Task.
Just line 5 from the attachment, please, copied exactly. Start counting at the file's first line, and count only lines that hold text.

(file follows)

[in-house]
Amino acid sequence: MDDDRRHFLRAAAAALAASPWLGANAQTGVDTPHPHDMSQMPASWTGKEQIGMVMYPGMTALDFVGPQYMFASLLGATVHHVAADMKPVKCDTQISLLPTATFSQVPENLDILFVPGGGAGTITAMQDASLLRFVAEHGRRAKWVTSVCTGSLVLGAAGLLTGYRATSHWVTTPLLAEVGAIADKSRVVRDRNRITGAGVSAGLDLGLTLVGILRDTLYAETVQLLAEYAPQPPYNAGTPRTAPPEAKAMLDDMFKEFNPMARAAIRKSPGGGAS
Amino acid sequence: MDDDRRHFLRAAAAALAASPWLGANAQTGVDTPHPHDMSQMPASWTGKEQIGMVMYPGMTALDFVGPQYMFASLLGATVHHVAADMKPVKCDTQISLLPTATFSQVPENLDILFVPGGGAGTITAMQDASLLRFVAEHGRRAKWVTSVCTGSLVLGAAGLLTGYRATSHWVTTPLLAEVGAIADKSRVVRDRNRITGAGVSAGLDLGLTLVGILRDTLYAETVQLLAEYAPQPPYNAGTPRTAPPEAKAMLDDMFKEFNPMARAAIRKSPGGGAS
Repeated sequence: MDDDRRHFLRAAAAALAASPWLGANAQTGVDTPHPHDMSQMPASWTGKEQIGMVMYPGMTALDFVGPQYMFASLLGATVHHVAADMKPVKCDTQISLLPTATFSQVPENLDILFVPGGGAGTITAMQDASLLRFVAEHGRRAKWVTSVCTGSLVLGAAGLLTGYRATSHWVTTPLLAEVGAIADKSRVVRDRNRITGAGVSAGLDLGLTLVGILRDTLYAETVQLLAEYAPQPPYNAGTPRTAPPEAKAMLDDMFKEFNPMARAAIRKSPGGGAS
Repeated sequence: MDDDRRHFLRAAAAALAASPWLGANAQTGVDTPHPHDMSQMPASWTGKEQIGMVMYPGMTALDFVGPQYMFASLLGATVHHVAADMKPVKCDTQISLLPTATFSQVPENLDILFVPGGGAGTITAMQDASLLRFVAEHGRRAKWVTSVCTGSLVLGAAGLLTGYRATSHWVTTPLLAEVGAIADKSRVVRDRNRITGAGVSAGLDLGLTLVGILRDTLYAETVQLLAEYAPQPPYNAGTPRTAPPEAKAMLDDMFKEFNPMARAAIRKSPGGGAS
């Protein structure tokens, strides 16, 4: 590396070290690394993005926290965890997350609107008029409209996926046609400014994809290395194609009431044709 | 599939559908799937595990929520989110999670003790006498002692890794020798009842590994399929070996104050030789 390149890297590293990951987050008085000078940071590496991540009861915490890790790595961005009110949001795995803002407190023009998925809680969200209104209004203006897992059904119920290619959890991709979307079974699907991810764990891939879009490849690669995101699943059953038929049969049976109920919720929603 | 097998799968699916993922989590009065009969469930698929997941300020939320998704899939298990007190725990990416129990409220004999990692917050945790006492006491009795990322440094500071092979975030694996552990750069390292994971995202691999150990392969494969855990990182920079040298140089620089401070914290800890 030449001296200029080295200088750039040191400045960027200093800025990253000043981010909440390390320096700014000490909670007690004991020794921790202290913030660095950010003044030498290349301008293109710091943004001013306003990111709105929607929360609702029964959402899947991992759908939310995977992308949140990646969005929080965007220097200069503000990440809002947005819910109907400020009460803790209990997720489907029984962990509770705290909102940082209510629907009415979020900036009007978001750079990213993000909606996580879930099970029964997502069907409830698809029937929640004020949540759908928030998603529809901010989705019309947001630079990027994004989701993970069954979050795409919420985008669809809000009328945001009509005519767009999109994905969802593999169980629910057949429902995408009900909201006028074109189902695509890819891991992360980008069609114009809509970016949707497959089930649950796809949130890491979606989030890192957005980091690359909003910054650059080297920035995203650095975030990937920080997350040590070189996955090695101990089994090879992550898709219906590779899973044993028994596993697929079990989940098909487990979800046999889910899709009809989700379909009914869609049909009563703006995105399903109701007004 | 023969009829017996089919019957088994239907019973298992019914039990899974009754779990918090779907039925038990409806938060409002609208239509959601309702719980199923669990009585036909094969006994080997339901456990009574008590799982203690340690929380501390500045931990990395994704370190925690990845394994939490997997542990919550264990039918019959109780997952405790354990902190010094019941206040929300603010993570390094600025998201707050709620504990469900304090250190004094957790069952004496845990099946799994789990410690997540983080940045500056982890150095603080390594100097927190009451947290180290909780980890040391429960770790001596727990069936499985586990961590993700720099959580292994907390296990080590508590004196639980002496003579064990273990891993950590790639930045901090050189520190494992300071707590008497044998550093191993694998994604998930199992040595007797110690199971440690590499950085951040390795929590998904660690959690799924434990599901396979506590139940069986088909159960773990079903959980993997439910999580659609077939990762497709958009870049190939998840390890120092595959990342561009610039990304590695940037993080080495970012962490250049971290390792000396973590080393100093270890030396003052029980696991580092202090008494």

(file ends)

Repeated sequence: MDDDRRHFLRAAAAALAASPWLGANAQTGVDTPHPHDMSQMPASWTGKEQIGMVMYPGMTALDFVGPQYMFASLLGATVHHVAADMKPVKCDTQISLLPTATFSQVPENLDILFVPGGGAGTITAMQDASLLRFVAEHGRRAKWVTSVCTGSLVLGAAGLLTGYRATSHWVTTPLLAEVGAIADKSRVVRDRNRITGAGVSAGLDLGLTLVGILRDTLYAETVQLLAEYAPQPPYNAGTPRTAPPEAKAMLDDMFKEFNPMARAAIRKSPGGGAS